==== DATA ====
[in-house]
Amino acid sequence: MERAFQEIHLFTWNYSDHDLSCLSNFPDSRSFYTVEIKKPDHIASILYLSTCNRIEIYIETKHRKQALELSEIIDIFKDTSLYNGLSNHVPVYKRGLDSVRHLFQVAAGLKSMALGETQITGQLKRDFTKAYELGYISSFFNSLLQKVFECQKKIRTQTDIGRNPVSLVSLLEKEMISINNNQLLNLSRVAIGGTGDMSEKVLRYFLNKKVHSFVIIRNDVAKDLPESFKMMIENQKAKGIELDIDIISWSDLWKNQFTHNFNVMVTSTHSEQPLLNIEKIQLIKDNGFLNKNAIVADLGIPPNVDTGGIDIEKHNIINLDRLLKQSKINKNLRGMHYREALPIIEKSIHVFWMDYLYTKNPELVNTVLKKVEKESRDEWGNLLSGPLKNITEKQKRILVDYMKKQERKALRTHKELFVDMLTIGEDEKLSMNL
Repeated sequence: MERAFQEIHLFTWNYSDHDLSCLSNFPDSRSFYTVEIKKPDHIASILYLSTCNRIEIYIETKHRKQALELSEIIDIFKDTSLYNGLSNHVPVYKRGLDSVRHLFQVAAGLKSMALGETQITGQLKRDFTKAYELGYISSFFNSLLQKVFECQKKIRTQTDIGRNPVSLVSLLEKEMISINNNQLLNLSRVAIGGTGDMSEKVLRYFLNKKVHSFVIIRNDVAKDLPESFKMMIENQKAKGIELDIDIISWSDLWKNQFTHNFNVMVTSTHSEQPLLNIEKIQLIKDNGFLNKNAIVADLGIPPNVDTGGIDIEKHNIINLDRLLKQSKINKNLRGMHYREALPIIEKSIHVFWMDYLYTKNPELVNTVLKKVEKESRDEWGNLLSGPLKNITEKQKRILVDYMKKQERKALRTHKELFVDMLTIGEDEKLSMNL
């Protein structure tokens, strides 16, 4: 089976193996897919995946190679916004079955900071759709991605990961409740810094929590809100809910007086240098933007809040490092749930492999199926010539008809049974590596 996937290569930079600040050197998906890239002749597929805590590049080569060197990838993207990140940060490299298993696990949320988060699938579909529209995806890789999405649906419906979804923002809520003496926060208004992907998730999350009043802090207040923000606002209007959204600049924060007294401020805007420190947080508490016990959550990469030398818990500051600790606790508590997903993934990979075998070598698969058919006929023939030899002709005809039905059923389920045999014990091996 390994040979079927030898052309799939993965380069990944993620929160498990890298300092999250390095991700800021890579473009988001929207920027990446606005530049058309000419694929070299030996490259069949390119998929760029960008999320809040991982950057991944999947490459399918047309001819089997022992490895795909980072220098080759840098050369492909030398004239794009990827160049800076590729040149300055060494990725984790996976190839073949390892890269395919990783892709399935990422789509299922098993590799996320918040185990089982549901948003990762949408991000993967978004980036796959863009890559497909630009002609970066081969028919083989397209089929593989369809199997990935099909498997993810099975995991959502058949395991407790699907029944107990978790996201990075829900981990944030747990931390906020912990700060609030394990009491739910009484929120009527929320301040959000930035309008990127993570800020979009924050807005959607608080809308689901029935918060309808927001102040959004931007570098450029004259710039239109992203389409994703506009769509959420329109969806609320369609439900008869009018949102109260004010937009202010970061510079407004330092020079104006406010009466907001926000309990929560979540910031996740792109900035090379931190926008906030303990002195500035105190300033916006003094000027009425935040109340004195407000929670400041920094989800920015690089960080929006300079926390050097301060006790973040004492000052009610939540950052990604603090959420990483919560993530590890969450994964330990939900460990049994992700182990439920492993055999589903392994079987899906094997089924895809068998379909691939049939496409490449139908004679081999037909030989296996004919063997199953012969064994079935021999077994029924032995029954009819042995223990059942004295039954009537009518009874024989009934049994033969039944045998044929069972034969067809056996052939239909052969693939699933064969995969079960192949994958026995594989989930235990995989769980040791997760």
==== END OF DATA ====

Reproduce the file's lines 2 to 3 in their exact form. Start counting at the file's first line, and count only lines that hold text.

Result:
Amino acid sequence: MERAFQEIHLFTWNYSDHDLSCLSNFPDSRSFYTVEIKKPDHIASILYLSTCNRIEIYIETKHRKQALELSEIIDIFKDTSLYNGLSNHVPVYKRGLDSVRHLFQVAAGLKSMALGETQITGQLKRDFTKAYELGYISSFFNSLLQKVFECQKKIRTQTDIGRNPVSLVSLLEKEMISINNNQLLNLSRVAIGGTGDMSEKVLRYFLNKKVHSFVIIRNDVAKDLPESFKMMIENQKAKGIELDIDIISWSDLWKNQFTHNFNVMVTSTHSEQPLLNIEKIQLIKDNGFLNKNAIVADLGIPPNVDTGGIDIEKHNIINLDRLLKQSKINKNLRGMHYREALPIIEKSIHVFWMDYLYTKNPELVNTVLKKVEKESRDEWGNLLSGPLKNITEKQKRILVDYMKKQERKALRTHKELFVDMLTIGEDEKLSMNL
Repeated sequence: MERAFQEIHLFTWNYSDHDLSCLSNFPDSRSFYTVEIKKPDHIASILYLSTCNRIEIYIETKHRKQALELSEIIDIFKDTSLYNGLSNHVPVYKRGLDSVRHLFQVAAGLKSMALGETQITGQLKRDFTKAYELGYISSFFNSLLQKVFECQKKIRTQTDIGRNPVSLVSLLEKEMISINNNQLLNLSRVAIGGTGDMSEKVLRYFLNKKVHSFVIIRNDVAKDLPESFKMMIENQKAKGIELDIDIISWSDLWKNQFTHNFNVMVTSTHSEQPLLNIEKIQLIKDNGFLNKNAIVADLGIPPNVDTGGIDIEKHNIINLDRLLKQSKINKNLRGMHYREALPIIEKSIHVFWMDYLYTKNPELVNTVLKKVEKESRDEWGNLLSGPLKNITEKQKRILVDYMKKQERKALRTHKELFVDMLTIGEDEKLSMNL